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Meeting learning needs

Schools

Meeting the needs of student learning in the 21st century is contributing to a significant increase in building projects in Catholic schools around metropolitan Adelaide and regional centres.

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In the coming 12 months, Catholic Education SA (CESA) will undertake an extensive building program, with projects totalling more than $150 million already approved for 2020.

The capital works align with CESA’s Living Learning Leading Framework and its commitment to students to see them as ‘thriving people, capable learners, leaders for the world God desires’.

The building projects are mostly funded through loans and parent contributions. They are not only providing state-of-the-art learning environments to meet the changing trends in education but are also boosting the local economy and creating much needed jobs in the construction industry.

Peter Bleckly, senior manager of CESA Planning and Development, said it’s an exciting and busy time.

“The successful transition of Year 7 students into secondary schools resulted in several projects to create contemporary middle years learning environments to meet student needs,” he told The Southern Cross.

“What we are doing now is transforming learning environments, providing spaces that inspire students and give them the best possible educational opportunities.

“Our planning and design processes are informed by research into types of environments that bring out the best in students and staff.”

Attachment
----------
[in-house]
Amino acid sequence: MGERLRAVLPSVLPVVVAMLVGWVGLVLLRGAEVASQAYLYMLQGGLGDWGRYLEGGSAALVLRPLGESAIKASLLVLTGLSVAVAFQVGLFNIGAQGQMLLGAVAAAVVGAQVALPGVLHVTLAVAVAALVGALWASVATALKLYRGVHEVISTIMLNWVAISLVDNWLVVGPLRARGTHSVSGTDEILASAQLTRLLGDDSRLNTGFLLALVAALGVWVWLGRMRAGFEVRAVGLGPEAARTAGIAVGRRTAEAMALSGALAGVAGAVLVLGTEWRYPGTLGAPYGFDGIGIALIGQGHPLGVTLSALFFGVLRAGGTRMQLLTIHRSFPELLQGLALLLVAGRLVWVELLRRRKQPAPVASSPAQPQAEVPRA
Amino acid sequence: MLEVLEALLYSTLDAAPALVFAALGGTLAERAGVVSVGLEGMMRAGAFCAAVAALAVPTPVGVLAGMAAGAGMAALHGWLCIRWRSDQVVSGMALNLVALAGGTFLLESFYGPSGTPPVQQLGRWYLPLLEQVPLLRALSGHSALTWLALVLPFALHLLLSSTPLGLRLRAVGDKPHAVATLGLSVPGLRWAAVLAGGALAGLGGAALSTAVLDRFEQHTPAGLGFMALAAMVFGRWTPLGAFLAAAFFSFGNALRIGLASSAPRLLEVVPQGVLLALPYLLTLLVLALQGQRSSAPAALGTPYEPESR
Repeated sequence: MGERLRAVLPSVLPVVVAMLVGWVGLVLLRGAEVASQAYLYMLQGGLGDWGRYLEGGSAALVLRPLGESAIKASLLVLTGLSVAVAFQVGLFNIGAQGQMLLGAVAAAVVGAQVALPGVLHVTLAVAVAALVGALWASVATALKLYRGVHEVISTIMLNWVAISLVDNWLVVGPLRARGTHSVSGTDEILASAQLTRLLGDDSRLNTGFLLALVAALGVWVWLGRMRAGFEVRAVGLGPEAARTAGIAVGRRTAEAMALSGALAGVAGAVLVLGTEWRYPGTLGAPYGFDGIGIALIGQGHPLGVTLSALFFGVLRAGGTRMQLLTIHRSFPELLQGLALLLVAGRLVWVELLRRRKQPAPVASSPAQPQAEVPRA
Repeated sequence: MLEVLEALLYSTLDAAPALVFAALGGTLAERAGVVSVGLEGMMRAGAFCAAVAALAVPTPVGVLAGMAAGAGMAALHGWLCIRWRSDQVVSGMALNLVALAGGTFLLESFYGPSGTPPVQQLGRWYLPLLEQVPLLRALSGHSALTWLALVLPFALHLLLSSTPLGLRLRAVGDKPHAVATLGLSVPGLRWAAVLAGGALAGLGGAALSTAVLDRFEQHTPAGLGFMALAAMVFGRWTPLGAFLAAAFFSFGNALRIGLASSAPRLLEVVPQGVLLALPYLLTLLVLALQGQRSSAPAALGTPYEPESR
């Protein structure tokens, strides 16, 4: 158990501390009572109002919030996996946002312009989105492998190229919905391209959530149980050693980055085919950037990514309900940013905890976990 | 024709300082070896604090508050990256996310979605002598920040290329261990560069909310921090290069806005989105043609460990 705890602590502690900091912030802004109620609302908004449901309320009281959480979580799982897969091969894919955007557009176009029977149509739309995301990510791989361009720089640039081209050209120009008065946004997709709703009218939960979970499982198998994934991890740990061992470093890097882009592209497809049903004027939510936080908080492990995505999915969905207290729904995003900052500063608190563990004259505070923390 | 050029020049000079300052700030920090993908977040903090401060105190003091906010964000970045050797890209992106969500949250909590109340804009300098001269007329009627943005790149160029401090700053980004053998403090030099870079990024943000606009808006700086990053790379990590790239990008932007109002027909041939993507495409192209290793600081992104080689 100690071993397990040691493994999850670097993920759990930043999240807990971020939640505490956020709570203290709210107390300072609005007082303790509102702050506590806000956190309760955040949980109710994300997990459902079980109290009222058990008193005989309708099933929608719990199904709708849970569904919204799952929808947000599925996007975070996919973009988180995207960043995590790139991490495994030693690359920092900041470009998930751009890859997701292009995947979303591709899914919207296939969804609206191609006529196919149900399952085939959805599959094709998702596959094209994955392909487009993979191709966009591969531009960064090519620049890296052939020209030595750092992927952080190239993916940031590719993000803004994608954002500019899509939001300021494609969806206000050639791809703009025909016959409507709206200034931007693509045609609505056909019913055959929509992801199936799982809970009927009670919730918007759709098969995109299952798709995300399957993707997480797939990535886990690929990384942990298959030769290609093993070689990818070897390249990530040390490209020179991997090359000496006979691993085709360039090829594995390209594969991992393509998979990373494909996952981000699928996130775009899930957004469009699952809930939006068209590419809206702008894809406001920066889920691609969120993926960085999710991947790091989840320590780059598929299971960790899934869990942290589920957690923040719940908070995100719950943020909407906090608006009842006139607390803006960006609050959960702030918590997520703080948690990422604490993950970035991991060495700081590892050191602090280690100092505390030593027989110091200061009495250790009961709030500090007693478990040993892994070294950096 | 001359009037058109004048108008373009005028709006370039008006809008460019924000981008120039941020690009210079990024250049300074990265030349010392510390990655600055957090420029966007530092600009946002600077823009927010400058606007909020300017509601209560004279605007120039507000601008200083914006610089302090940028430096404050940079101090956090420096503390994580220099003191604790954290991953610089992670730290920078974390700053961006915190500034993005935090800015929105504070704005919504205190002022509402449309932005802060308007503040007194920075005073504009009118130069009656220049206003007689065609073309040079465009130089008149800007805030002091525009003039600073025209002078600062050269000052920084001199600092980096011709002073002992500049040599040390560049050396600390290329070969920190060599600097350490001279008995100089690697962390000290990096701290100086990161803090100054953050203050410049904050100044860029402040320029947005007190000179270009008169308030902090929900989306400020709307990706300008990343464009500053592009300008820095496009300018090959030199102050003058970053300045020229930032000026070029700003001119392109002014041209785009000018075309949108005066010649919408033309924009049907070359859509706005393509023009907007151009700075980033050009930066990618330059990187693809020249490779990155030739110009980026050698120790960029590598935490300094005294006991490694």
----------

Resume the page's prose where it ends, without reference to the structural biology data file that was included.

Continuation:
Mr Bleckly said the recently completed projects at several schools including St Martin’s Greenacres, Samaritan College, Whyalla, and McAuley Community School, Hove, were examples of “outstanding contemporary school design”.

The new McAuley Community School will open next year.

“The new learning environments provide a variety of spaces and furniture that students and teachers can adapt to suit a range of different learning activities,” he said.

At a cost of $22 million, McAuley primary school, built by Mossop Construction + Interior, has involved about 39 different trades during the life of the project.

Construction manager Grant Mossop said at its peak, 127 contractors were working on the site, with a daily average of 86 people.

“Mossop has enjoyed being part of the collaborative team that has delivered this amazing facility, with an accelerated program for Catholic education – the people involved have all participated in an efficient process,” he said.

Mossop is one of several SA companies involved in CESA’s building program, which is also providing flow-on benefits to dozens of local contractors and consultants and hundreds of their employees.

Some of the larger projects earmarked for next year include the construction of a new school at Two Wells to meet the growing need from families in the north seeking a Catholic education. The school, which will be a second campus of Xavier College, will initially cater for students from Reception to Year 6 and will progressively include students up to Year 12.

With growing enrolments, Cardijn College in the south will also begin a major $18.5m upgrade of its Noarlunga Downs campus.

At Murray Bridge, St Joseph’s School will undergo an expansion to cater for students from Reception to Year 9. The $6.2 million development will include specialist STEM and arts facilities, together with food technology and digital media facilities.

Kildare College’s new maker space STEM rooms that were completed recently.

 

 

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